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The insured wanted to amend his Uninsured Motorist breach of contract complaint to add a bad faith claim, on the basis that the insurer acted in “bad faith in its evaluation and submission of its lowball settlement offer.”

During the initial Rule 16 conference with the court, the parties represented that the insured previously had demanded $50,000 to settle, and the carrier offered $8,000.  At the Rule 16 conference, plaintiff represented that leave to amend would be sought to add a bad faith claim (for the first time), based on facts that apparently were first adduced to the court during the Rule 16 conference. These new allegations concerned additional spinal and back injuries the insured suffered.  During that conference, the insured’s “counsel was unable to give an exact date as to when this information was provided to Defense counsel.”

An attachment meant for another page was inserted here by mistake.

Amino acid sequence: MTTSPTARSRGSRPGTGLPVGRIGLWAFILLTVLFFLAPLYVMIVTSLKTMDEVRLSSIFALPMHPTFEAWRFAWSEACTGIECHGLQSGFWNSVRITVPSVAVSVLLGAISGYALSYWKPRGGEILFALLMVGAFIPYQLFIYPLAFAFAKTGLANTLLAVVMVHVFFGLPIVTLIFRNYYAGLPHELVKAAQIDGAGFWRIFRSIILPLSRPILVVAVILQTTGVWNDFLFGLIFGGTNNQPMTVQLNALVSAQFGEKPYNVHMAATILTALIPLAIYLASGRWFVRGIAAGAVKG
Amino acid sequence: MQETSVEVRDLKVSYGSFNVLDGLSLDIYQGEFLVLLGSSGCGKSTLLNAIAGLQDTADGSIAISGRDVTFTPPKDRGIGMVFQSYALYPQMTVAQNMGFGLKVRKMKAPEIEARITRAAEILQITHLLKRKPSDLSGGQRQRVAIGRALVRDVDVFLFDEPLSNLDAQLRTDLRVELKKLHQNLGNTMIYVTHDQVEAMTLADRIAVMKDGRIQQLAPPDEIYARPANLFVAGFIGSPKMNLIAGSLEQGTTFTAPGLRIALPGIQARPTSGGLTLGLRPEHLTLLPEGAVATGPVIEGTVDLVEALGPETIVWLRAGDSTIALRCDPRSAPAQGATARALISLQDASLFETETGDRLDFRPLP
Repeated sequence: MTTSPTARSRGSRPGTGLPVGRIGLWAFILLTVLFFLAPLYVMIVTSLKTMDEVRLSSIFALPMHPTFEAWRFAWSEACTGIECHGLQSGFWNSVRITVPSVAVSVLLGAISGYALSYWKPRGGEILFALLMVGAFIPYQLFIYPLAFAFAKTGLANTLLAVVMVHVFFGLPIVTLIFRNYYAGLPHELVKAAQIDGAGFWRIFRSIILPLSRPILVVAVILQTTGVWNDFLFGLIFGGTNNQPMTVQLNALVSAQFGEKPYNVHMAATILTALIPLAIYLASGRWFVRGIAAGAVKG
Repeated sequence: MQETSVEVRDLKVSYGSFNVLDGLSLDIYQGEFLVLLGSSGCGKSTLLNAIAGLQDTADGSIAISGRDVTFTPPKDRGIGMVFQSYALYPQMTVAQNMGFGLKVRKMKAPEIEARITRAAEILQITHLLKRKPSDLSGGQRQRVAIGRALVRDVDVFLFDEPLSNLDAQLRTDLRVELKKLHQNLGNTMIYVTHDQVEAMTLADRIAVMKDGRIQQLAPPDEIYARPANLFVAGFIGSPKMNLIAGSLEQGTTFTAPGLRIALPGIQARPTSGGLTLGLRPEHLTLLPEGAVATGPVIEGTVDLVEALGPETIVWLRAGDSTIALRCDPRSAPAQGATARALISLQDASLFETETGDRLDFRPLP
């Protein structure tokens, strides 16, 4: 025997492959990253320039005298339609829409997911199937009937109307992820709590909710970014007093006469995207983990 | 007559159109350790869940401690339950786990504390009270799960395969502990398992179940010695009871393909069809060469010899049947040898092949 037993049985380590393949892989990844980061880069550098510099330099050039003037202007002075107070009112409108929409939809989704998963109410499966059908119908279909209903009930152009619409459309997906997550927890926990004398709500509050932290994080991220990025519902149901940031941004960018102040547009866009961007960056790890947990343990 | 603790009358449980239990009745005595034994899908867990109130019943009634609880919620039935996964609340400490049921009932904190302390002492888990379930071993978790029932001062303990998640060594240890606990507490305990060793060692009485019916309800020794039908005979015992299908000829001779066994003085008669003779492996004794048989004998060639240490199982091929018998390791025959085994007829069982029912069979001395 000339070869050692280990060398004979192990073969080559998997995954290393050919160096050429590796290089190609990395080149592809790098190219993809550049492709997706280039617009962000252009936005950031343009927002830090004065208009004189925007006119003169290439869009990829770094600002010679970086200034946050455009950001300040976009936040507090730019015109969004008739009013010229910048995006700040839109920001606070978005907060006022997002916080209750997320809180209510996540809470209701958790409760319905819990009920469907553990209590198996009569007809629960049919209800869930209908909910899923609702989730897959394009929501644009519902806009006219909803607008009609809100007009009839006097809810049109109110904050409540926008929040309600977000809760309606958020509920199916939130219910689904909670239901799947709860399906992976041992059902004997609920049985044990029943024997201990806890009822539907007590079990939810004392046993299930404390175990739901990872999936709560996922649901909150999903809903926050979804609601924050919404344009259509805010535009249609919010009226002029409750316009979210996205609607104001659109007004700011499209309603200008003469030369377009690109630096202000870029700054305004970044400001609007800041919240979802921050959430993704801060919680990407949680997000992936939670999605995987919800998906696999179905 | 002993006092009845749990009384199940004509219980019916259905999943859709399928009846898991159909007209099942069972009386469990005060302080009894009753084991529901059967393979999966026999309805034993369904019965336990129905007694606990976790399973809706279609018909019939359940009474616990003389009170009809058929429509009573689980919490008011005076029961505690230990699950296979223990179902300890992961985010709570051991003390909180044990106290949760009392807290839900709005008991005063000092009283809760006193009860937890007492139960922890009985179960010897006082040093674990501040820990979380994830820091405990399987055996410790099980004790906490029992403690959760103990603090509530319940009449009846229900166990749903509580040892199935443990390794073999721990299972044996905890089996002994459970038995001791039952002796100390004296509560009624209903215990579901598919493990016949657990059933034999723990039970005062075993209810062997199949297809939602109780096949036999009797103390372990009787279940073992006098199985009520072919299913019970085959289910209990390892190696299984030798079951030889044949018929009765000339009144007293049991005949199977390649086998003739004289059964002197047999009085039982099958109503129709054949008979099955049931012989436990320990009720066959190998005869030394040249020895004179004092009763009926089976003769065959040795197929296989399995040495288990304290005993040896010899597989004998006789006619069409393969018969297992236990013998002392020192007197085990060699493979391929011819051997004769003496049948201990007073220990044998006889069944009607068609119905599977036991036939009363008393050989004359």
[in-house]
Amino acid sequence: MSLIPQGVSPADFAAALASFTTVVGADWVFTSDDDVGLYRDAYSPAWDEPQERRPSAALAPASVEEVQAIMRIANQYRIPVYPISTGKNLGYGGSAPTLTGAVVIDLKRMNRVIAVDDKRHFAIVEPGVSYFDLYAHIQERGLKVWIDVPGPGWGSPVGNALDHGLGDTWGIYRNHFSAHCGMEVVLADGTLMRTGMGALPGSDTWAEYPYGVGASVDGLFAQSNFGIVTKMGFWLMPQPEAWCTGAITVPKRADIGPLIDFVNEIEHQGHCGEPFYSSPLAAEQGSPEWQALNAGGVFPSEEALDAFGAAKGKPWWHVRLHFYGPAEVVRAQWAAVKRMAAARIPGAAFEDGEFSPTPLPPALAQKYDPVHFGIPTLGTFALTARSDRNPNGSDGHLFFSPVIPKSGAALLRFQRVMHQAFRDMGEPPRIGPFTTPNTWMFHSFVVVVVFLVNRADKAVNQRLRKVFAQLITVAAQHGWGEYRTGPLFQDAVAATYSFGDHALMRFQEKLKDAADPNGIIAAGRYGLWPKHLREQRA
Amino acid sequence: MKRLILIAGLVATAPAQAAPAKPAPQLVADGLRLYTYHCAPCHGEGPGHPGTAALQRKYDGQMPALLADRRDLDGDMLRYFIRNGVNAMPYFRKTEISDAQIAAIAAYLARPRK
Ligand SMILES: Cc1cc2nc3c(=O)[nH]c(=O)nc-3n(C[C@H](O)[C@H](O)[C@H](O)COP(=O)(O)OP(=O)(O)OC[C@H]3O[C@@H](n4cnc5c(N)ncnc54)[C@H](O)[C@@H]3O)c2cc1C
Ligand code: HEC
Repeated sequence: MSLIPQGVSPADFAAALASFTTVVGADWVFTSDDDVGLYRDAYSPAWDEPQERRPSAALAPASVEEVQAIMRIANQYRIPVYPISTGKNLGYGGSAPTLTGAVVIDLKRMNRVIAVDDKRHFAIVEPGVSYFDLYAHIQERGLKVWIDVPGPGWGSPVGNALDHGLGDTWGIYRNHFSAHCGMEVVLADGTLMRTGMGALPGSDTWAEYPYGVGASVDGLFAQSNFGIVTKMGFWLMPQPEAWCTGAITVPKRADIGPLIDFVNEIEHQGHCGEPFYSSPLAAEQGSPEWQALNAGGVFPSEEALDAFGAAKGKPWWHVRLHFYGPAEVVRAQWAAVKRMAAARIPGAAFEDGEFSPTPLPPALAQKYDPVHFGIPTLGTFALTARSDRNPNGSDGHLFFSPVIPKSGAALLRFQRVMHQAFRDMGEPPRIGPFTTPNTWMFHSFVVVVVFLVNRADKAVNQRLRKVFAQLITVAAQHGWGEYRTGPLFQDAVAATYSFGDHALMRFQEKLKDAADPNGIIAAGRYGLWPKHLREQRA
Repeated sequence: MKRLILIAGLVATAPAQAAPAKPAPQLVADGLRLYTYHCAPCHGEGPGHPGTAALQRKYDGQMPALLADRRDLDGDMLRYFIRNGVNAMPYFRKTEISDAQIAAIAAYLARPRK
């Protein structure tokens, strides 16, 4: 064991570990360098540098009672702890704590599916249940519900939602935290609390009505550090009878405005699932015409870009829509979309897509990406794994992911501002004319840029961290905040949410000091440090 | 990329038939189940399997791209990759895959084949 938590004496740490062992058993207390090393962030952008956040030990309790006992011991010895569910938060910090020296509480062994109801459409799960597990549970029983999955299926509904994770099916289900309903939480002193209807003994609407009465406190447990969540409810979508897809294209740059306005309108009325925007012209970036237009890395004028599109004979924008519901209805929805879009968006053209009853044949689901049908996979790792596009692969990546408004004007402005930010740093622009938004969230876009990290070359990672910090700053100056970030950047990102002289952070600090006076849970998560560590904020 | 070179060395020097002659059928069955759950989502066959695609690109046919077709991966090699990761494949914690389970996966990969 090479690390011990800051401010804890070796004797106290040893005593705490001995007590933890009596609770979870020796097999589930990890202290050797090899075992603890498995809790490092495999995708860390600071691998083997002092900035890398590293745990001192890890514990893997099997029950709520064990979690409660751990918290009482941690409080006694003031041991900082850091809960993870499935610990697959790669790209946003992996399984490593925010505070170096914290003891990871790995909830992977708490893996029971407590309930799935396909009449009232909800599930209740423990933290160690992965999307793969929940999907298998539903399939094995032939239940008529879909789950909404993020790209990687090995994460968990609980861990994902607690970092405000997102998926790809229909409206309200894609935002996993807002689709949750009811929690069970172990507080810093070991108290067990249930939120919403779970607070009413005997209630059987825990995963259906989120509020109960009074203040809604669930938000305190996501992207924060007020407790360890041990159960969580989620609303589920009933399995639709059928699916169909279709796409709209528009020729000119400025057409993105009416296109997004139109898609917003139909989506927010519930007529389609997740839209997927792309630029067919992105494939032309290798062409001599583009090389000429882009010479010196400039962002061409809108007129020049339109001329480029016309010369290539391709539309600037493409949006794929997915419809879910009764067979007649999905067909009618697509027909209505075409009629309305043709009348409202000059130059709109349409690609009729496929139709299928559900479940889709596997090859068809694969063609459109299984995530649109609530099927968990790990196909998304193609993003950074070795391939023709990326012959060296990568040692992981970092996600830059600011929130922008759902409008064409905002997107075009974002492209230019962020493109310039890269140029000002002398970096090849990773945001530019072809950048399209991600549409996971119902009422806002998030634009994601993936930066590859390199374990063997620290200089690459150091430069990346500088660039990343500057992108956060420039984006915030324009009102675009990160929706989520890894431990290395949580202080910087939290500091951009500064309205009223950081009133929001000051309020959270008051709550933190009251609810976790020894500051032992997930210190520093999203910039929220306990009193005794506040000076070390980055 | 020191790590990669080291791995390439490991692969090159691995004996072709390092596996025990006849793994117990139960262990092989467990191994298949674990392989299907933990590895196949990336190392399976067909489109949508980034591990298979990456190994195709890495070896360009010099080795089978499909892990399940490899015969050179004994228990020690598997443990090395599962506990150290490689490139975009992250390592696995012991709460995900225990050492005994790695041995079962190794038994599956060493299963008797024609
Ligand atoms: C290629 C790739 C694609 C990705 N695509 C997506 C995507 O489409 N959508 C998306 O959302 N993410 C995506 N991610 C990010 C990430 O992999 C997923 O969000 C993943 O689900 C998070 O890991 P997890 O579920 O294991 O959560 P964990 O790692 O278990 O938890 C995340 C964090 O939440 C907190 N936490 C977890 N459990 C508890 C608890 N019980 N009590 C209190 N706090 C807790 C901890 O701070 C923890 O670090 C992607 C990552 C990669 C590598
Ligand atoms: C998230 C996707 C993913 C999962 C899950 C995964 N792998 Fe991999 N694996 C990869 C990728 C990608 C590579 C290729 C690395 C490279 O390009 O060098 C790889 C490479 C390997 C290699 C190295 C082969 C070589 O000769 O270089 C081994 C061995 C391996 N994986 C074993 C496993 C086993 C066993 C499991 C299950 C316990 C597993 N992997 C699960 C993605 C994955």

The court observed that the proposed amended complaint accompanying the subsequently filed motion to amend contained “only broad conclusory allegations related to the bad faith claim.”  “More specifically, the proposed Amended Complaint is devoid of any facts as to when the MRI or any other medical records that would establish at least $50,000 worth of damages were provided to Defense counsel.”

Eastern District Judge Kenney found “that the Complaint, as amended, fails to state a claim upon which relief could be granted, and that thus the Motion for Leave to Amend the Complaint is futile and warrants denial.”  He relied on the Third Circuit’s 2012 Smith decision, summarized here, for the proposition that “the failure to immediately accede to a demand for the policy limit cannot, without more, amount to bad faith”.

Date of Decision:  March 4, 2022

Robinson v. GEICO, U.S.  District Court Eastern District of Pennsylvania No. 21-CV-05059, 2022 WL 672688 (E.D. Pa. Mar. 4, 2022) (Kenney, J.)